Sunday, 9 May 2010

Understanding the Glazunov Saxophone Quartet

It has taken me quite the time to grasp the essence of the Glazunov Saxophone Quartet, and although each time I get to work on it I feel I'm getting closer to it I also think there's more to be learned.

One of the main hurdles is the sheer length of the piece. For a string quartet a length of 20-30 minutes is perhaps a pretty average length, but for saxophone quartets (or any other small wind ensemble)- who are constantly challenged to synchronize their breathing with the phrasing of their musical lines - this becomes a serious matter of endurance. And the fact that Glazunov uses such a dense way of writing (much like he does in his string quartets) doesn't help much either.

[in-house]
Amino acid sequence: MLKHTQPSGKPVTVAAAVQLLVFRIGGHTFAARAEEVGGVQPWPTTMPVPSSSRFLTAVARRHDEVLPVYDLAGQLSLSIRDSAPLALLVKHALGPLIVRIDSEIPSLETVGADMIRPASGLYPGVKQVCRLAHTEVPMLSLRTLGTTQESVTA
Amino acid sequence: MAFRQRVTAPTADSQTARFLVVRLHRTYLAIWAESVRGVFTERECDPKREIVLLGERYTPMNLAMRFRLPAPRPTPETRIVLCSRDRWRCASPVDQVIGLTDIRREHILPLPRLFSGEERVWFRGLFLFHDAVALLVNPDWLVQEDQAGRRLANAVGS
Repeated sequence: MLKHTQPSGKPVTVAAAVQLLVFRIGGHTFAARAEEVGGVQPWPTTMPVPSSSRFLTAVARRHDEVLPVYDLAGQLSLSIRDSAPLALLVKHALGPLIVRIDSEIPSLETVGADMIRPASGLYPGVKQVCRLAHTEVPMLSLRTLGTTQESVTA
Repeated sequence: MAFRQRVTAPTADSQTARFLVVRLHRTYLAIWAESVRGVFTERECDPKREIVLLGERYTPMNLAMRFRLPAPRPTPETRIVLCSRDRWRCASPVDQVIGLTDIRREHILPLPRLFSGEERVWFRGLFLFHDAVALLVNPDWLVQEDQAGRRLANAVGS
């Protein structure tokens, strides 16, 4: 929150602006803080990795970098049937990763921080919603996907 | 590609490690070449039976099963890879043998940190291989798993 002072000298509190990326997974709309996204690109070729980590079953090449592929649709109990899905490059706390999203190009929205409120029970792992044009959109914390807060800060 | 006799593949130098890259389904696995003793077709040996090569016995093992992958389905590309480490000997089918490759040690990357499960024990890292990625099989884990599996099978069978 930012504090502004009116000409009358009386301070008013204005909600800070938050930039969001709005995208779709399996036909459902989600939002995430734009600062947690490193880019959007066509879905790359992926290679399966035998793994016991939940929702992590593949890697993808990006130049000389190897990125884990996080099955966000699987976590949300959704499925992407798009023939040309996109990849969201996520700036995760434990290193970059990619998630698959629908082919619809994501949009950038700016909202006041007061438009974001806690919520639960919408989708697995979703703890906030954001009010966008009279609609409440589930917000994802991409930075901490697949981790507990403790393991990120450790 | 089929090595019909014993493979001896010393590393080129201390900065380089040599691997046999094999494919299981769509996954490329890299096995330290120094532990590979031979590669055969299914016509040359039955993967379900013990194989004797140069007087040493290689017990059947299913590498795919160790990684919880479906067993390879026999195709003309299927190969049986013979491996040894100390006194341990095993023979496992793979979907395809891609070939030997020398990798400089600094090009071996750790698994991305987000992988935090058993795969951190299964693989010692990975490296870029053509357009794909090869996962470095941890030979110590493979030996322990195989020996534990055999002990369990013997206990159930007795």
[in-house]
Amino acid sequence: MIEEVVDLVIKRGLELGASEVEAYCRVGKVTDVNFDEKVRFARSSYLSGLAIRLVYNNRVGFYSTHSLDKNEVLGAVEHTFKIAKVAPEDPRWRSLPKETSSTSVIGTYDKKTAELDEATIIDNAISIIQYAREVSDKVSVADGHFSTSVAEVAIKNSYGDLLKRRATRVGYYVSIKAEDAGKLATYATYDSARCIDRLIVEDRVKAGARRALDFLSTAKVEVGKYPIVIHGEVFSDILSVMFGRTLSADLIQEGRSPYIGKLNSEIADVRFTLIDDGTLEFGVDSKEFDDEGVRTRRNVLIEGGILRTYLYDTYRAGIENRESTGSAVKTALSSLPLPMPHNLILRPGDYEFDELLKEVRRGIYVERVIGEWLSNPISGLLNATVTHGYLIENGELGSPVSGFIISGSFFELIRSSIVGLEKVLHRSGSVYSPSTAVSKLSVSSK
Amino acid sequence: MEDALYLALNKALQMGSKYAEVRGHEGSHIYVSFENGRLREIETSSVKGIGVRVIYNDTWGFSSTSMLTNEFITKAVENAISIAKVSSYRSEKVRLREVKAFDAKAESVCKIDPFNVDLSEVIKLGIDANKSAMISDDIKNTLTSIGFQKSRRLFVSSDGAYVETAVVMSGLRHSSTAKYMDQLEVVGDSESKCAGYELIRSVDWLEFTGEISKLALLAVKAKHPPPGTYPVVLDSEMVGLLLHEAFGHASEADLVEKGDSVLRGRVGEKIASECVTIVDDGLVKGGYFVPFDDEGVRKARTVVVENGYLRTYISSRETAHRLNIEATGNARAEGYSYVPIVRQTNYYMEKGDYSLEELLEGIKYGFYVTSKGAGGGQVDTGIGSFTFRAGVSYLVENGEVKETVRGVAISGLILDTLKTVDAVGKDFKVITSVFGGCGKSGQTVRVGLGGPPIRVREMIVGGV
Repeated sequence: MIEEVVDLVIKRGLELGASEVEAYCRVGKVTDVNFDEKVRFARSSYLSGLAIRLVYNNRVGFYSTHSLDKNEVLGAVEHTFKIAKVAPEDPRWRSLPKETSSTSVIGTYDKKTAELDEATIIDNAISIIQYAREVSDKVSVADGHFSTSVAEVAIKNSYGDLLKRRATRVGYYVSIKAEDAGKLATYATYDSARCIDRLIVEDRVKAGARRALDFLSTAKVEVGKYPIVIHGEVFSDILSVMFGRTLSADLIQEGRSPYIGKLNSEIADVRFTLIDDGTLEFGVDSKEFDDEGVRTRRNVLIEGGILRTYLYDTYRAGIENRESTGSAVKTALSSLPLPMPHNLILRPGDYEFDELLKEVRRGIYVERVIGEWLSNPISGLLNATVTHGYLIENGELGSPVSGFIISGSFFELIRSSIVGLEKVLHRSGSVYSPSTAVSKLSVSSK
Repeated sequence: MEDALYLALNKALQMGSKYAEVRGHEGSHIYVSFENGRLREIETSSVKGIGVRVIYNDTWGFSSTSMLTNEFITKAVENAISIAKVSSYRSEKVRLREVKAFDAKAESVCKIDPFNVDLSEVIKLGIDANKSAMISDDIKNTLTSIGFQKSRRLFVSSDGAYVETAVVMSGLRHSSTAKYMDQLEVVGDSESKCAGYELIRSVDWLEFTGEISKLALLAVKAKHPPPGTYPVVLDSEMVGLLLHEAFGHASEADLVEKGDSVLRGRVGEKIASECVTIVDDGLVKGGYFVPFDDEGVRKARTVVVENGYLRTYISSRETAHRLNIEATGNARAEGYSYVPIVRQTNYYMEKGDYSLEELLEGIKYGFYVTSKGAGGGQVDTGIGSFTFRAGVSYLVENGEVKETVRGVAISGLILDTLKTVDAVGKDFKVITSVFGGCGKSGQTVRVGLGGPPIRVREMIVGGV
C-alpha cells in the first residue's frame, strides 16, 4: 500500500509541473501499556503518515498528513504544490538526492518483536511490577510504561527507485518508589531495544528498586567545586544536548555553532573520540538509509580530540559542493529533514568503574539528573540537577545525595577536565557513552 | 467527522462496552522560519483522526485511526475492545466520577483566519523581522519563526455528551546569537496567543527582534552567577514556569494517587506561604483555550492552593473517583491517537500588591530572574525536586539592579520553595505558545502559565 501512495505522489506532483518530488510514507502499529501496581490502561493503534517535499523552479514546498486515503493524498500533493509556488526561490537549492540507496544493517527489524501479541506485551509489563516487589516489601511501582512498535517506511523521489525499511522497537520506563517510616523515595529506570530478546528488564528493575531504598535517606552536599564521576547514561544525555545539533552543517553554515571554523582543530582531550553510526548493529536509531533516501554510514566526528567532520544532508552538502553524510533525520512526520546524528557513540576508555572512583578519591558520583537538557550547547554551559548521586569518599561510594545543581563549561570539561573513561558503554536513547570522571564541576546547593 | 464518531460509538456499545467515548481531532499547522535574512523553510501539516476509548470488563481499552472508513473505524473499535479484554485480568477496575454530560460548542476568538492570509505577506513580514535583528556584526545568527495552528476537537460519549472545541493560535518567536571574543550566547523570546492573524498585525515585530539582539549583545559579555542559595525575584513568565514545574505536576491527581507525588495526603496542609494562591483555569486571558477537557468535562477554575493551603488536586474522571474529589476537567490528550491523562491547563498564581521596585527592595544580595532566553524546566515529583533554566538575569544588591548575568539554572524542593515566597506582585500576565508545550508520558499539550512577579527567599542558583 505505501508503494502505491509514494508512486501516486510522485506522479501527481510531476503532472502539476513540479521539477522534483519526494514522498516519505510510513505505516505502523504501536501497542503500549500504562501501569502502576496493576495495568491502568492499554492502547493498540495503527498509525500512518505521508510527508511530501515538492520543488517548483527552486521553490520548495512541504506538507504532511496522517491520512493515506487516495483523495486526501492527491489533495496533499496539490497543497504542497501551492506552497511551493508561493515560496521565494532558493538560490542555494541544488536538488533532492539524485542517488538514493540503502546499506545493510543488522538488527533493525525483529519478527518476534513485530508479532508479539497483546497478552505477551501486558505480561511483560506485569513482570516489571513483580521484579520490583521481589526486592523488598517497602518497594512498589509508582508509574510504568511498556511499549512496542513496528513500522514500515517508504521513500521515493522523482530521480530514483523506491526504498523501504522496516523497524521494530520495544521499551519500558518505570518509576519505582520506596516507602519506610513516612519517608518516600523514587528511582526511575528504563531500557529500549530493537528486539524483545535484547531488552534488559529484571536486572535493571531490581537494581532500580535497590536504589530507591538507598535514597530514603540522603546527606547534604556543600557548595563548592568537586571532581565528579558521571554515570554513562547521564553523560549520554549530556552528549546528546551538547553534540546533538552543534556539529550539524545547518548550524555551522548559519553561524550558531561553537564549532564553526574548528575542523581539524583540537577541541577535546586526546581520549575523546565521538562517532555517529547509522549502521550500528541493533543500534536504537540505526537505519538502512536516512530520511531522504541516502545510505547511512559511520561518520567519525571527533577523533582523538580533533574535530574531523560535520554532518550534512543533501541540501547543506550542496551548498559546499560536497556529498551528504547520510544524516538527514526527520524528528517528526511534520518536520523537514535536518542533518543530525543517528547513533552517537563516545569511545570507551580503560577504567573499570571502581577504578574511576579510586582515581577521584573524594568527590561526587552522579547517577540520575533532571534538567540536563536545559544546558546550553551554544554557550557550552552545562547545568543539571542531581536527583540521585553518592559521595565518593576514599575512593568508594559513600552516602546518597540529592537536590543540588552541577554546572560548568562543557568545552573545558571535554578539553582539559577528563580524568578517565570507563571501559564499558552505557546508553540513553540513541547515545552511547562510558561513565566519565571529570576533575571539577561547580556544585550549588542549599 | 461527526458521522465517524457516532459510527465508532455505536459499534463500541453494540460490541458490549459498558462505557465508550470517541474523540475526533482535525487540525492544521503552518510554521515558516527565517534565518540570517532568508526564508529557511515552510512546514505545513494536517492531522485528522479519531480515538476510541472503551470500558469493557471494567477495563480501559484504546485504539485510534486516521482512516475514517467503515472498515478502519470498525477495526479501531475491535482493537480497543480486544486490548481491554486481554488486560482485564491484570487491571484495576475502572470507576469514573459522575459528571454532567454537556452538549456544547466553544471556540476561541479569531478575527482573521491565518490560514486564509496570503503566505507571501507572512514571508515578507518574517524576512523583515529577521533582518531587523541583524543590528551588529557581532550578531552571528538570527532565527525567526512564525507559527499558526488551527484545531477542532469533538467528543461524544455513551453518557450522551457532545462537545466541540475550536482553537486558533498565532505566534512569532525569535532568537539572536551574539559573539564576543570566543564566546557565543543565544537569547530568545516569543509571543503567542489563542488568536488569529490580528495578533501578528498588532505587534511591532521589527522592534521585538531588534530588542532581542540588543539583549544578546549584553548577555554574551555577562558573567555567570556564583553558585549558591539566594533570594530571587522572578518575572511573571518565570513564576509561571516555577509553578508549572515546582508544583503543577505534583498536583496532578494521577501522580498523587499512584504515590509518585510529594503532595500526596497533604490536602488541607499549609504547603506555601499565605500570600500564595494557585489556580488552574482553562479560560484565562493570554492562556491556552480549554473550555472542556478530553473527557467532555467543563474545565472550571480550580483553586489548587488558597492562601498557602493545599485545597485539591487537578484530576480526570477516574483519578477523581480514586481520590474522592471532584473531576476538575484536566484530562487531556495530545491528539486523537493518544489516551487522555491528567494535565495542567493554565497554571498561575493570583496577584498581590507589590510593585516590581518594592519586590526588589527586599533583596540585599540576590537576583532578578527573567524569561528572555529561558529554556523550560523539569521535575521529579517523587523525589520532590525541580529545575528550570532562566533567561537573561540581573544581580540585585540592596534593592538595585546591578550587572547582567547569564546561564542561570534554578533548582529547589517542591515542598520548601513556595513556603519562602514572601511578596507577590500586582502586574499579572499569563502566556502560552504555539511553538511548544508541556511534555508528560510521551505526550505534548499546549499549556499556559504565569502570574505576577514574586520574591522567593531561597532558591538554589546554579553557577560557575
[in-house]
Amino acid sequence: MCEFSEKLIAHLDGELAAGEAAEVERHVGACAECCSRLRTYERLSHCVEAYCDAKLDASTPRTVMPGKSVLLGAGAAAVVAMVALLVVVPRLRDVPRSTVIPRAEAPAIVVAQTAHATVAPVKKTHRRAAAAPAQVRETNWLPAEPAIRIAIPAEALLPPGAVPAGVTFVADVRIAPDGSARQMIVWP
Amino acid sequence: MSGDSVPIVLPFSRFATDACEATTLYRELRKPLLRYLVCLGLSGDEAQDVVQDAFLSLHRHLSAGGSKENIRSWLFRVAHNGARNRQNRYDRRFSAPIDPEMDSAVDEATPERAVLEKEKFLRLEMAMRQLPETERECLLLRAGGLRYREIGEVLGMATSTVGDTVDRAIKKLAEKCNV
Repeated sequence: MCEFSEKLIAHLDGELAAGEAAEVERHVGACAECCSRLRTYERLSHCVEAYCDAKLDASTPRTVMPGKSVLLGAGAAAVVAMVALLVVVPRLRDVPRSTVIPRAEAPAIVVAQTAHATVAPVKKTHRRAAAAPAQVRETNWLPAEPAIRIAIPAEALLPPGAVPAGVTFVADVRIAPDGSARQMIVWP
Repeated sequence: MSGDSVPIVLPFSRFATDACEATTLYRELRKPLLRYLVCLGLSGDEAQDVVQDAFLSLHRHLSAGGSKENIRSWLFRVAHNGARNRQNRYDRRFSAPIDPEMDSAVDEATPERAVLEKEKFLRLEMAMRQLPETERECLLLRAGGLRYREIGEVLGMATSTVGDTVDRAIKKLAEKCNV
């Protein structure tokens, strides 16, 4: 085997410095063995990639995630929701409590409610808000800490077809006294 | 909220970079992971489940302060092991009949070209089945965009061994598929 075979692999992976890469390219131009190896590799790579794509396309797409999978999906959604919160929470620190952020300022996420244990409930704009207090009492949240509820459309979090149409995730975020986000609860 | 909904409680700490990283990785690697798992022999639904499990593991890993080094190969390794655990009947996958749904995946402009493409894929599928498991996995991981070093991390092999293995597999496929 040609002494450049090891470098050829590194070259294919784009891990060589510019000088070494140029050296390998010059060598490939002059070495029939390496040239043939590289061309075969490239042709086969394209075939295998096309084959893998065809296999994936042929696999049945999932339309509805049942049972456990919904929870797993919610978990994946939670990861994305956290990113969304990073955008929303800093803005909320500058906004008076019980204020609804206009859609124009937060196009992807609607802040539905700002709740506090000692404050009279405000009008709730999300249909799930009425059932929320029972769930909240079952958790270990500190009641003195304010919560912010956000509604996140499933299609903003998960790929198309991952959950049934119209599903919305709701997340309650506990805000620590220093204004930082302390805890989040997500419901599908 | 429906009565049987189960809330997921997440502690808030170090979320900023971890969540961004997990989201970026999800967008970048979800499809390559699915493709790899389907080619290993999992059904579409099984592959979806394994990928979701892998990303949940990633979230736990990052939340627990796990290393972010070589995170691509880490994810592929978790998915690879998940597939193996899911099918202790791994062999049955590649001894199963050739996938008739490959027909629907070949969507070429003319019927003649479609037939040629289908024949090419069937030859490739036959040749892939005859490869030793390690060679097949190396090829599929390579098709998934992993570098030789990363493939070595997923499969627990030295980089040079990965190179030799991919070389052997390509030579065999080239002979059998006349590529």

But there are other "problems" too. A major one (although easy to fix) is the poor quality of the individual parts, and I therefore want to warn anyone who is planning to work on this quartet to do "first things first": make sure to add the many missing dynamics, articulations, accidentals etc. from the main score to the individual parts. This will clear up much confusion and speed up your rehearsals substantially.

There are several recordings that have really helped me understand this work better. Here are three that I can recommend:

- Habanera Quartet (France, 2004)
- Aurelia Quartet (Netherlands)
- Rascher Quartet (USA)

That's it for now, but there are likely more discoveries to be made as we get closer to our Vis-a-Vis June 5th performance at Uvic, Victoria.

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